Revised Summary of Regulatory Impact Statement

 

Statutory Authority: Public Health Law (PHL) section 2139 authorizes the State Commissioner of Health to promulgate rules and regulations as necessary to effectuate Article 21, Title III of the Public Health Law, requiring the reporting of human immunodeficiency virus (HIV), HIV related illness andacquired immune deficiency syndrome (AIDS) to the State Commissioner of Health.

The law authorizes reporting of known contacts of persons with HIV, HIV-related illness or AIDS and the conducting of contact notification when merited to protect the public health. Chapter 163 of the Laws of 1998 also amends PHL Article 27-F to broaden the definition of "contact" to provide for certain disclosures of HIV-related information.

Legislative Objectives:

This expanded reporting of HIV infection allows more accurate epidemiologic surveillance to better monitor the HIV epidemic and to provide the basis for targeted planning, resource allocation and evaluation of future public health initiatives at both the state and the federal levels. This statute will facilitate early public health intervention such as partner notification assistance and referrals for testing and treatment.

Needs and Benefits:

Since 1983, public health surveillance for the HIV epidemic in New York State has been carried out through the reporting of persons meeting the national surveillance case definition for AIDS to the New York State Department of Health (NYSDOH), and to the New York City Department of Health and Mental Hygiene (NYCDOHMH) as the state's designee. Focusing on surveillance of AIDS cases, however, is an inadequate method to track the current status of the overall HIV epidemic because it takes an average of ten years for persons to progress from HIV to AIDS. Currently, comprehensive data is unavailable regarding emerging epidemics in specific geographic areas or in various racial/ethnic groups and age categories. The recent availability of effective therapies makes it important to have current data on newly diagnosed individuals to ensure adequate access to the health care system. In addition, efforts to appropriately target HIV prevention activities and to evaluate those prevention efforts would be greatly aided by current information on HIV infections.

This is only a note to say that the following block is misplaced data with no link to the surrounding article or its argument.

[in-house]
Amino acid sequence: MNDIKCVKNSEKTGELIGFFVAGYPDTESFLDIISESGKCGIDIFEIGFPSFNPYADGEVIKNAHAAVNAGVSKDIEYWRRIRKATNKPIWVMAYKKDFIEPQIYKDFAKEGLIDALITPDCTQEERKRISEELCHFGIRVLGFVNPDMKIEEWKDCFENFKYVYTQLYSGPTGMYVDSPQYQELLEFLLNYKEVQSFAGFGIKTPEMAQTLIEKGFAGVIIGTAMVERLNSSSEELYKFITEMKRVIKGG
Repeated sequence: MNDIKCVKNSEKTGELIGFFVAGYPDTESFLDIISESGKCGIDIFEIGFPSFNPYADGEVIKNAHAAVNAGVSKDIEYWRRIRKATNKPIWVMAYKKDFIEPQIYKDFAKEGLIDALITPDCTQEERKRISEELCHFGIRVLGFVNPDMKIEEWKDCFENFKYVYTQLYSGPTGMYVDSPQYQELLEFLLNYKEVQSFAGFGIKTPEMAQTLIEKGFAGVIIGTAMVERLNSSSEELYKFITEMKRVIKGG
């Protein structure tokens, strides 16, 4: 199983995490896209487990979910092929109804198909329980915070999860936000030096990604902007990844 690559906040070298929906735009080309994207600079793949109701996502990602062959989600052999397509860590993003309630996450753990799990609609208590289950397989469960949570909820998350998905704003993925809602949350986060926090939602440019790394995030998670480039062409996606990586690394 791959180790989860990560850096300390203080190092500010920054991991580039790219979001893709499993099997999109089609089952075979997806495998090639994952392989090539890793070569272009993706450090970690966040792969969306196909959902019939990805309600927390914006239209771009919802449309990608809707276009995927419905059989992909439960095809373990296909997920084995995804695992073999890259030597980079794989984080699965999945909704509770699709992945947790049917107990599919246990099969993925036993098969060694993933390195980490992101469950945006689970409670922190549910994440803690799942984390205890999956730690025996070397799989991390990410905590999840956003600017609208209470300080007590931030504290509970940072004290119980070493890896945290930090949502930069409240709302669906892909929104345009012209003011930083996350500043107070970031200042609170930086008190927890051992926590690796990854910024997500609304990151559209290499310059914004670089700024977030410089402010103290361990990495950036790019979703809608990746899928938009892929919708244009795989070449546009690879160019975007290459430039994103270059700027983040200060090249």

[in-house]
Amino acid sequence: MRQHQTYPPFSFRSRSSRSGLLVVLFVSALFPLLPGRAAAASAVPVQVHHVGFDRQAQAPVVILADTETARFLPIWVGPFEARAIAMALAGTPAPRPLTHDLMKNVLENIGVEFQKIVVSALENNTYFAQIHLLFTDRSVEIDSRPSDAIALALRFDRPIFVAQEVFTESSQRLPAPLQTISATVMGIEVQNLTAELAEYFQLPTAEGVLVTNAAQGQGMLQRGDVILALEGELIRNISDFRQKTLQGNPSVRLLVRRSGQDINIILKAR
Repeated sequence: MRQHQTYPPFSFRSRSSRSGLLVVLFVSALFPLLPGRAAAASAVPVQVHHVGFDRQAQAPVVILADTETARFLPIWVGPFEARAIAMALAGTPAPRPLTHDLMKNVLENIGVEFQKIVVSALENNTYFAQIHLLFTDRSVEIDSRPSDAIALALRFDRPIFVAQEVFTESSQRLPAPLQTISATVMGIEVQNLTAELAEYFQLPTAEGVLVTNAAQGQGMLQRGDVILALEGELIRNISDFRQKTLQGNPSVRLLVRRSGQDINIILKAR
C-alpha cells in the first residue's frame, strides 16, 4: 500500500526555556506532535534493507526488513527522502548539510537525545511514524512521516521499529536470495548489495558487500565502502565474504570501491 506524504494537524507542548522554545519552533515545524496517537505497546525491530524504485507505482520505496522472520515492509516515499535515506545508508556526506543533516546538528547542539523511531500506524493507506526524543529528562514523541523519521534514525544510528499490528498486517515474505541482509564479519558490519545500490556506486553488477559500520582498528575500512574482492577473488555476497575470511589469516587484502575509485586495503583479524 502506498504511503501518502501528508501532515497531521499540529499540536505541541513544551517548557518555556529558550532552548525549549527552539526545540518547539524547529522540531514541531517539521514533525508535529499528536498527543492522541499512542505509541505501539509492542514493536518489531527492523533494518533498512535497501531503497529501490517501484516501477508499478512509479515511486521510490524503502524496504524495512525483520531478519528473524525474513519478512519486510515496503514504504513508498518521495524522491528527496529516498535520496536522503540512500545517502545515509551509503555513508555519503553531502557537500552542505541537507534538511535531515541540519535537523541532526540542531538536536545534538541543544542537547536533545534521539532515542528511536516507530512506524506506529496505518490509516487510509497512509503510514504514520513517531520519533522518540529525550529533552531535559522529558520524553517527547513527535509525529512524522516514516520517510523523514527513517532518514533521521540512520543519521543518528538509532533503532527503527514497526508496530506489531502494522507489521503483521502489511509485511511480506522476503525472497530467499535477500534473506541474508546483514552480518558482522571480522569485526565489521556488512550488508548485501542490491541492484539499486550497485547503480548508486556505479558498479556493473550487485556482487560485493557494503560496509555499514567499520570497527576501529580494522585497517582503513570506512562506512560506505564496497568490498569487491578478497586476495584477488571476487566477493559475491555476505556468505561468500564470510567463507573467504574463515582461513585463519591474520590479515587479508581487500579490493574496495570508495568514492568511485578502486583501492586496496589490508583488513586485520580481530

The proposed amendments require reporting of persons with HIV infection to the State by physicians and laboratories. Reporting of the initial determination of HIV infection, indicated by a confirmed positive HIV antibody test result, of HIV-related illness, indicated by positive viral load testing or CD4 cell count less than 500 test results, and of AIDS, according to the current AIDS case definition including laboratory reporting of CD4 count less than 200, will provide timely data on all phases of the continuum of HIV disease in New York and closely follows the national HIV surveillance case definition.

Information about the clinical characteristics of persons with diagnosed HIV infection will enable New York State to monitor the stage of illness at initial diagnosis and to assess the location and adequacy of comprehensive HIV health care and support services. These data will also assist in evaluating the impact of potential public health threats like antiretroviral drug resistance. Finally, comprehensive data on the HIV epidemic will illustrate the overall magnitude of HIV disease in New York State and the need for a continuing public health response.

The proposed rules establish a system of more routine contact or partner notification assistance efforts based on surveillance reports. It is based on the reporting of known contacts and the provision of information about partners by infected persons, elicited by their physician or public health workers, who then attempt to contact and inform those partners of their possible exposure to disease. The source of exposure is not identified in this process. Partner assistance efforts focus on ensuring that contacts are informed of their possible exposure and offered HIV counseling and testing, that infected contacts are referred for health care and other supportive services, and that uninfected contacts are referred for prevention education and counseling. Timely notification of exposed partners and assistance in accessing services are particularly important and beneficial today due to the dramatic clinical improvements in treating HIV with combination therapies and the significant reduction in perinatal transmission with the use of antiretroviral therapy during pregnancy, at delivery, and to the newborn. Since HIV infection and the risk of transmitting infection to partners is lifelong, efforts to help HIV infected persons inform and protect current and future partners must be ongoing, and involve the continuing efforts of health care providers and community-based support services programs.